How to Improve LSAT Score Using Blueprint


Spring 2017 Blueprint LSAT classroom students averaged an 11-point LSAT score increase on their practice test.

Joyce, 173Actual Blueprint Student

That's huge.

Picking the right LSAT preparation is one of the most important decisions you’ll make on learning how to improve LSAT scores. Choose wisely, and it’s the start of a journey that leads through your dream law school and on to a successful legal career. Choose poorly, and you might face possible rejection from future law school admission.

With Blueprint, you don’t have to agonize over whether you’re choosing effective LSAT prep. We had an independent accounting firm review the performance of our spring 2017 classroom students, and they averaged an 11-point increase over the course. That’s not just a few cherry-picked high performers like some companies advertise. That’s an average for all of our classes across the nation.

The numbers don’t lie. Blueprint LSAT preparation works.

Why 11 Points is a Really Big Deal

Your LSAT score matters a lot, you know that. But what’s the difference between one score and another thats 11 points higher? The difference is huge.

A student with a 151 on the spring 2017 LSAT would have scored in the 52nd percentile of test takers. 151 is the median score for incoming students at Pace University - Haub School of Law. Nothing wrong with Pace, but Haub is ranked 120th out of 200 American Bar Association accredited universities by US News & World Report.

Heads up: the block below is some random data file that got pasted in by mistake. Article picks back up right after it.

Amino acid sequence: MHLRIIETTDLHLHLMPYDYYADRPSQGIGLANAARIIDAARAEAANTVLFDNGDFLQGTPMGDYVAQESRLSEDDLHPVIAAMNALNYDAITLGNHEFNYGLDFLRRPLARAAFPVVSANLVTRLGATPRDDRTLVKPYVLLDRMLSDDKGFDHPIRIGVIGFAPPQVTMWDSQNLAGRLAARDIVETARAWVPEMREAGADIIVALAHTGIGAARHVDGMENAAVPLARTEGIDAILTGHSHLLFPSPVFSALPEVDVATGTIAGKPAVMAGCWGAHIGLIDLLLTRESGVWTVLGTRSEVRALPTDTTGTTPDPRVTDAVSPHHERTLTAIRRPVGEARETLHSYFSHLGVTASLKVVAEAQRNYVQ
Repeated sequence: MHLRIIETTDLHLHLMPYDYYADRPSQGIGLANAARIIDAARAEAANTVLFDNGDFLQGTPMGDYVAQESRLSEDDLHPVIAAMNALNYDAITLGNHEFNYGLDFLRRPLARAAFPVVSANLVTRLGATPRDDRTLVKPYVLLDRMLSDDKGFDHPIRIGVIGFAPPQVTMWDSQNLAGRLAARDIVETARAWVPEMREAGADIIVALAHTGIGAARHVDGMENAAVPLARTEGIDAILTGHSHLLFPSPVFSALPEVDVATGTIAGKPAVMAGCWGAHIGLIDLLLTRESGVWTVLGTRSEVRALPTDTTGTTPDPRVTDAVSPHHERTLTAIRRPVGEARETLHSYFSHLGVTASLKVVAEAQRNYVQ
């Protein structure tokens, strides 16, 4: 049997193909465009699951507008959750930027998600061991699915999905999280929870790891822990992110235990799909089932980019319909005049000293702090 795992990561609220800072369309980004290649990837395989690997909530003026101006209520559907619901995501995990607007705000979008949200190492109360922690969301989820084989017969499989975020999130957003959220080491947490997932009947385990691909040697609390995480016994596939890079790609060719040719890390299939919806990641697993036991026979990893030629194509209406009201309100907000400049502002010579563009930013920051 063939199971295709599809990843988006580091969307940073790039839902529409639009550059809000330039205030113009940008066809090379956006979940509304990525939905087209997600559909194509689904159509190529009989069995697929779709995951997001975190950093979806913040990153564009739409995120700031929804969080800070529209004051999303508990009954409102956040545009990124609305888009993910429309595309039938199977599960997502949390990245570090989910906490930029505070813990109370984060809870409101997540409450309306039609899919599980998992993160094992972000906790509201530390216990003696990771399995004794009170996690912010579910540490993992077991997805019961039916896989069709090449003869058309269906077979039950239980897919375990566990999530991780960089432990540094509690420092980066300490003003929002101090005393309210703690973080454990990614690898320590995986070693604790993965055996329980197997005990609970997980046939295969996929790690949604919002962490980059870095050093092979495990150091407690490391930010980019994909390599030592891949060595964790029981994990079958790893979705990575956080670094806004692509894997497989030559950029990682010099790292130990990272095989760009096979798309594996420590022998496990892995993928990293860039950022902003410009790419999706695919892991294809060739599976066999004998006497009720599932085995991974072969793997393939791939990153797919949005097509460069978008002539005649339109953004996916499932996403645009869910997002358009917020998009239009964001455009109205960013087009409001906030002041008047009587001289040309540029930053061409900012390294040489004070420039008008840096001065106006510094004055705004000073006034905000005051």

Jump 11 points, to a 162, and now you’re in the 88th percentile of test takers. That’s the median score at University of Wisconsin - Madison, which is ranked 30th by US News. In other words, when your score jumps 11 points, the schools you’re looking at can jump by 90 or so places in the rankings.


Many of our Students Experienced Huge Improvements on their LSAT Score.

Averages are important, but they don’t tell the whole story. A lot of above average students make it through the Blueprint course and see their scores skyrocket well past the 11-point mark. 23% of students in our study saw a jump of 15 points or more, and 6% saw monster increase over 20 points.

Interested in targeting a top-tier law school?

A 170+ score puts you in the top 2% of LSAT test takers. That kind of score is competitive anywhere -- Harvard, Yale, Stanford, you name it -- and a 170+ can get you a big tuition reduction at a whole lot of schools. A whopping 12% of students in our study got one of those top 2% scores. Dream big, because Blueprint’s test prep can help on how to improve LSAT scores and make those dreams come true.

Blueprint students do better. Period. Here are the numbers:

89% increase their scores by +5 or more points, 57% +10 or more points, 23% +15 or more points
98% of students increase their score during the course.
50% score 160 or higher, 27% 165 or higher, 12% 170 or higher

(In case you need a point of reference: LSAC reports that only about 17% of all LSAT test takers score 160 or higher, and only about 2% of test takers rock out with a 170 or higher.)

Why Don't Other LSAT Prep Companies Have Score Increase Studies?

You just don’t sit on good news. At least we don’t, and we can’t imagine our competitors would sit on average score increases of 11 points or more if they had that kind of news to share. We haven’t been able to find similar score increase studies among the competition, and we invite you to try, although you are likely to be disappointed if you do.